The move was broadly welcomed by the telecommunications industry but some say it should be more specific in terms of the technology a government can support.
If public money was invested in building VDSL or VHDSL (very high bitrate digital subscriber line) or PON (passive optical network) networks, this could result in restricted competition and ultimately in higher prices for consumers, said Ilsa Godlovitch, director of regulatory affairs at the European Competitive Telecommunications Association, a lobby group.
Instead, governments should invest in so-called point-to-point fibre-optic architecture, as this would allow greater scope of competition. "It would also be future-proof, unlike the other architectures favoured by incumbent operators, because download speeds across point-to-point fibre-optic networks are almost limitless," she said in an interview.
The Commission's policy on public investment in broadband infrastructure until now has allowed public funding to be channelled to rural and remote areas where market operators lack sufficient incentives to provide adequate broadband services, while restricting public sector involvement where there is competition.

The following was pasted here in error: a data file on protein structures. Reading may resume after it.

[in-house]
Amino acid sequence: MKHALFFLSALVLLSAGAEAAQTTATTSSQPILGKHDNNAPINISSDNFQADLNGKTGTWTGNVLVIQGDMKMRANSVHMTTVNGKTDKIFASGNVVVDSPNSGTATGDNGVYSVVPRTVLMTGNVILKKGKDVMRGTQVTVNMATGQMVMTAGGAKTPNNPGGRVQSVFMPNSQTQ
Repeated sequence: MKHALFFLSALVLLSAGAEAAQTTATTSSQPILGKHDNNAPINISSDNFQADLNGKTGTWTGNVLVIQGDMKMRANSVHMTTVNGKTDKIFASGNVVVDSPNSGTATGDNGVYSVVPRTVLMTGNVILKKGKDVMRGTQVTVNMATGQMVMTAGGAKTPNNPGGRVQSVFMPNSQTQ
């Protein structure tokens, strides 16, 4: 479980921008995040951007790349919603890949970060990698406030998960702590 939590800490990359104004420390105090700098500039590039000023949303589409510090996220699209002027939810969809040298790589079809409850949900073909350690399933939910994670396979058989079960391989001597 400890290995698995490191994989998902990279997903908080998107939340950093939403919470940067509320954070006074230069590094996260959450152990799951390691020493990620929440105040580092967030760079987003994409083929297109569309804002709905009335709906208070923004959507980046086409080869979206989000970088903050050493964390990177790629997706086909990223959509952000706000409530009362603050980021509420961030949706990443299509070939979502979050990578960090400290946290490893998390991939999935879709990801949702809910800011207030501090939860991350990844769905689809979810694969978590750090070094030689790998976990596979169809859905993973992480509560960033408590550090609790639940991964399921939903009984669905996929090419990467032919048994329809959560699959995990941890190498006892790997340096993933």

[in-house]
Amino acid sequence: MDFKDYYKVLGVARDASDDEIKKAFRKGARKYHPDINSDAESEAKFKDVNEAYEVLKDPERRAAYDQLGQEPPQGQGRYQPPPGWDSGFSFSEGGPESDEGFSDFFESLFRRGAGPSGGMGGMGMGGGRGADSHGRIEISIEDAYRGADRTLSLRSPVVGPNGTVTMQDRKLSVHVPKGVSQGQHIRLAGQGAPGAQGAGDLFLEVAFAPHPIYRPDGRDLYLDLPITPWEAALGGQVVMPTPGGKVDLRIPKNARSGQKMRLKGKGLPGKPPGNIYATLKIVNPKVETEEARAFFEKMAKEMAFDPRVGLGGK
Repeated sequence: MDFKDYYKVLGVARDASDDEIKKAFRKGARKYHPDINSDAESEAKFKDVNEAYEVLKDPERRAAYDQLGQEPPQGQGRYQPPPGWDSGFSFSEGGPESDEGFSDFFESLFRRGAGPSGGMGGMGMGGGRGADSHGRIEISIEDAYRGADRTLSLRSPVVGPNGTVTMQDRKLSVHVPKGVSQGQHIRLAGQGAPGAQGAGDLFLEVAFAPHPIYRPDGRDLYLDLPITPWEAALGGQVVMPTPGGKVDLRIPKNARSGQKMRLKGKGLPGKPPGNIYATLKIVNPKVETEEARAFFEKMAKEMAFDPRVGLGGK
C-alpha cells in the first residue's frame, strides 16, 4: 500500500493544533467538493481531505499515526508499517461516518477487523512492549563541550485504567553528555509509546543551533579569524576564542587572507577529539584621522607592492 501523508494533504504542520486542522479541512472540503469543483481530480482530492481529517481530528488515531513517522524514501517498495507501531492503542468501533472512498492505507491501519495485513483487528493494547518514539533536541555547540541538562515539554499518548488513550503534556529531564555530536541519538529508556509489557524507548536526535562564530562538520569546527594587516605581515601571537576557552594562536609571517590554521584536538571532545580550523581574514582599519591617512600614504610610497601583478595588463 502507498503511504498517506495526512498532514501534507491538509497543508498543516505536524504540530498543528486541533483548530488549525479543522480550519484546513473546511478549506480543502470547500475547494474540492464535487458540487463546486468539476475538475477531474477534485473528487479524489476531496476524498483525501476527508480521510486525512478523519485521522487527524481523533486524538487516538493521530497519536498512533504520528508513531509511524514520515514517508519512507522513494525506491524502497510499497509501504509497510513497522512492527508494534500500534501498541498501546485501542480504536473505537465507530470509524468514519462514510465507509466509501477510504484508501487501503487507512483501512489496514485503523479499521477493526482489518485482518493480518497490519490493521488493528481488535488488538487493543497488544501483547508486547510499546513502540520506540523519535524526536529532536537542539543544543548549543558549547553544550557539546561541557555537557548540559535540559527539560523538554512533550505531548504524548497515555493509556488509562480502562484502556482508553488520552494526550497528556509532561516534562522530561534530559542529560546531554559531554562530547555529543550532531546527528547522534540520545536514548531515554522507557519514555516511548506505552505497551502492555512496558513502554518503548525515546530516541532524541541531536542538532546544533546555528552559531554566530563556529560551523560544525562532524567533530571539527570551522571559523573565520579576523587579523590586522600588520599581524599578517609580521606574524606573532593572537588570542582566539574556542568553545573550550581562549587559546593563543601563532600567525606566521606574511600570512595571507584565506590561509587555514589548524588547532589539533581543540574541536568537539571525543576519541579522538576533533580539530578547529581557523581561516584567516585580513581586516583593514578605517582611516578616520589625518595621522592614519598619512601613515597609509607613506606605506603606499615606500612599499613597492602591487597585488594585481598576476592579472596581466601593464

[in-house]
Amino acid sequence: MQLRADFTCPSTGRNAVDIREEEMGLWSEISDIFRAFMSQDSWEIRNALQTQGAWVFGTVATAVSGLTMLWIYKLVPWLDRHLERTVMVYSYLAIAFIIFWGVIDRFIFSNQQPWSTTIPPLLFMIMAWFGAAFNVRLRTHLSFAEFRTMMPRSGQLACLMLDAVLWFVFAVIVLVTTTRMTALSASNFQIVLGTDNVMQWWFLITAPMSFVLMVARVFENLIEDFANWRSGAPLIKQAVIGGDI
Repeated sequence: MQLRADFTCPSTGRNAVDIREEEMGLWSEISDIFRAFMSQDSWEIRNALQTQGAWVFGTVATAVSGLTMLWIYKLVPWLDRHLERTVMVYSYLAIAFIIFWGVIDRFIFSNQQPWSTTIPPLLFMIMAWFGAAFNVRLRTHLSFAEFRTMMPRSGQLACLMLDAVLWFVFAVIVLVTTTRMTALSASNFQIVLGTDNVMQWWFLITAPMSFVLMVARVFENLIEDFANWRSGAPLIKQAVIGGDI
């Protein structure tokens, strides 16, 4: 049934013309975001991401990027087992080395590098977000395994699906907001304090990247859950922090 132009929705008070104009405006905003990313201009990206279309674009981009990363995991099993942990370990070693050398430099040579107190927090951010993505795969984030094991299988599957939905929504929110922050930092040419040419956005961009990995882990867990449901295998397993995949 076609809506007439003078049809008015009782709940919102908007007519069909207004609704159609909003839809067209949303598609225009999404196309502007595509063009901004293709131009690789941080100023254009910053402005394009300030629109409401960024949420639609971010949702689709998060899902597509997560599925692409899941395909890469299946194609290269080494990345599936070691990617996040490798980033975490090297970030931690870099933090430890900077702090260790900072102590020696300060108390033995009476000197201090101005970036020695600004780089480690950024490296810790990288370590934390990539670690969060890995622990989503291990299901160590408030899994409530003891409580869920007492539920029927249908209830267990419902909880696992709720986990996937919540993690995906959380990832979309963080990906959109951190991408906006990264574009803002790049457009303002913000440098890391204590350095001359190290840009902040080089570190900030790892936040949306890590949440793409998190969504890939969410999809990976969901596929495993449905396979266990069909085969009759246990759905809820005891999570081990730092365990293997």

The draft guidelines for next-generation networks follows a similar path. Where there is no super-fast broadband, the Commission will permit states to finance private companies' investments, as long as the tenders for those contracts are fairly offered to all competitors, and not simply handed to a former monopoly.
The Commission would take a more critical view of state aid in areas with super high speed networks already in place, it said.
The Commission invited comments on the draft guidelines by 22 June. After considering the responses it will publish definitive guidelines later this year, the Commission said.
Competition commissioner Neelie Kroes said her aim is "to provide a clear and predictable framework for the application of EU state aid rules in this strategic sector."
She added that it is urgent to clarify the rules as quickly as possible so as not to hinder what could be a vital tool for helping EU countries get out of recession.